Let me raise a slightly different point/ask a question. The assumption of ongoing deaths in Iraq, and hence a justification for invasion, is not different in kind than the assumption that killing in Sierra Leone, or East Timor, or Cote d'Ivoire would continue, absent an invasion by a major power, an invasion that would itself result in a loss of life. Particularly since the end of the Cold War, invading to establish order has become fairly common. I can't resist noting that the violent suspension of sovereignty in each of these countries has provoked no outcry. This is what I meant by saying that invasion has become a matter of prudence rather than principle.

The real roots of political disagreement over Iraq -- the passion among elites in the Northern Atlantic Democracies -- appear to lie elsewhere, but I have to confess I'm not entirely sure where, although I have thoughts. Much of the controversy surrounding Iraq seems strangely contextless, as if we've forgotten (or haven't been paying attention to?) just how often we (and even the French and the Brits) go to war, and for what reasons, and how much low level violence/military presence goes on all the time. During the Cold War, of course, order was also established violently (hence "Cold War"), and there were lots of hot wars, too, some much bigger than Iraq. Moreover, we put the entire planet in play with nuclear brinksmanship. Oh, and before the Cold War? The U.S. has been in the horrible (if I must admit sometimes necessary) business of international security, of the global projection of force, that is, war, since at least World War One (I won't quibble over 1898 and the Great White Fleet). So, to put the question bluntly: why are so many people so outraged over the invasion of Iraq? Whence the passion for this one?

Coming back to Tim's numbers: if some of my (actually, my students') research on Iraq proves interesting, I'll post more refined numbers, complete with discrepancies, vagaries, and bibliography. But like trying to figure out how many people died "as a result of" the Holocaust or the Russian Revolution, within broad ranges I doubt little hinges on the precision of the historical accounting. For the conduct of political thought, these are just gruesome footnotes".

RH: I suggest we leave this topic for the time beimg.

Adriana de Pena enters the fray about the alleged numbers of deaths Saddam Hussein might have caused:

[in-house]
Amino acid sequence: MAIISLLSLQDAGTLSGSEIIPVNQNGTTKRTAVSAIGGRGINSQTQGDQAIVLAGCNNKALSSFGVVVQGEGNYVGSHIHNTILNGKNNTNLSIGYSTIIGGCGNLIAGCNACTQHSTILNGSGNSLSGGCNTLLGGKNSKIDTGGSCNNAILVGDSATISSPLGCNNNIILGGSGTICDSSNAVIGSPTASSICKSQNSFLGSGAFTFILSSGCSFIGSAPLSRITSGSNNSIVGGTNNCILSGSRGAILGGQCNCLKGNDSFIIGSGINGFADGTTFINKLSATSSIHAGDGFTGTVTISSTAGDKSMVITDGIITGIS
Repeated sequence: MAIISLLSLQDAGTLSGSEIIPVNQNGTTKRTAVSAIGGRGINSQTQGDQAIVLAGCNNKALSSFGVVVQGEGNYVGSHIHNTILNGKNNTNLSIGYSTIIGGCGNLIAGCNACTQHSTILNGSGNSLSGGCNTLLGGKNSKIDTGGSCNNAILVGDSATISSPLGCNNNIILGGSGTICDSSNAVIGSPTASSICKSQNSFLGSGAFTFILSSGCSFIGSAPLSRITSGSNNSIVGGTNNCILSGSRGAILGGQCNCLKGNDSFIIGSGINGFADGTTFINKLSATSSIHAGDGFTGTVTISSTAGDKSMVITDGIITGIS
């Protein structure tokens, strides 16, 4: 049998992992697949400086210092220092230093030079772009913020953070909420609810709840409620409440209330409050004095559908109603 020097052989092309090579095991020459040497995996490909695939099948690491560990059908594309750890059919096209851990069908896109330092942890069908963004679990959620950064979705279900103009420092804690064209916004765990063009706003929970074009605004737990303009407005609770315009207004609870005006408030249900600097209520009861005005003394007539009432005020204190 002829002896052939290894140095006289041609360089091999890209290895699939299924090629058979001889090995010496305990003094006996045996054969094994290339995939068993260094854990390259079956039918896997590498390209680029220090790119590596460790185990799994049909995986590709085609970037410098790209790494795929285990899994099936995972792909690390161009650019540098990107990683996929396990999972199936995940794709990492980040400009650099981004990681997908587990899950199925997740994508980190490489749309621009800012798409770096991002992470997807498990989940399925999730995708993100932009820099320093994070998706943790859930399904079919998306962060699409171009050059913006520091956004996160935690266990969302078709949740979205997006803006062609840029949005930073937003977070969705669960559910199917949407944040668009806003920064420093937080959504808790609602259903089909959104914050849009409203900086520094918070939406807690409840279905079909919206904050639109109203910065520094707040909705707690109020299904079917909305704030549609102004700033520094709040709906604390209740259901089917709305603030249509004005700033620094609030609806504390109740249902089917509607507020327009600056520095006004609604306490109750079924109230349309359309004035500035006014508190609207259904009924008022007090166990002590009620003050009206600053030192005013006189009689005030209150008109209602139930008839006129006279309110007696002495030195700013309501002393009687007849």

"There is a simple point about the deaths caused by Saddam Hussein. They were never mentioned as a "casus belli". No, the reason we went to war was: the alleged link between Hussein and Osama bin Laden, and the alleged presence of WMD. The lethality of Hussein was irrelevant to the argument then, as was his lethality at the time when he was our ally against Iran. He killed just as many then, but no one, outside human rights groups, derided by conservatives, who seemed to care.

Well, Hussein is gone, but where are those WMD? Where is the link with bin Laden? Since these cannot be proven, can anyone tell me what, in the name of Jesus, Mary, and Joseph, what are we doing there while letting Saudi Arabia finance the madrassas? There is a fact to ponder about the madrassas. They are completely private schools, financed by wealthy benefactors and not supported by the State, which has trouble establishing authority over them. They flourish due to the collapse of the public schools, which leave too many children without any schools at all. This is something to ponder for those who advocate privatizing education..."

Clyde McMorrow defends jis criticism of Tim Brown's count of hypothetical deaths in Iraq:

"My point here was that the result of any calculation made on the basis of an assumption is still an assumption. The quality of the result is limited by the quality of the assumption. Tim Brown clearly labeled his 1,000,000 deaths as an assumption. It is possible, I suppose, to refine the assumptions and thus make the mathematical analysis more meaningful. For example, it may be a fact that Hussein killed many people, but I can't attest to that so someone who has first-hand knowledge must supply the body count. Then, the quality of the result of any calculation would be as meaningful to me as the reliability I place in the source of the data.

There is a wide discrepancy in the number of Hussein-related deaths which may reflect different time frames, who is being counted (only children, all Iraqis, Iranians), and the intentions of the reporter. Then there are the sanctions-related deaths. Are they Hussein-related because he refused to abdicate?

It is true that these are difficult and messy problems. But mathematics on difficult and messy data simply yields uncertain and unreliable results. So if there is not time to collect good data one must be prepared to accept vague results. That is the case here. One shouldn't make definitive policy statements based on unsubstantiated assumptions".


Since Bush has been accused of using trumped up reasons forgoing to war with Iraq, his response has been to stress what a horrible person Saddam Hussein was. This involves the alleged number of deaths for which he was responsible. It is like the estimates of the size of a crowd. The figures vary enormously according to the prejudices of the person or group publishing the number.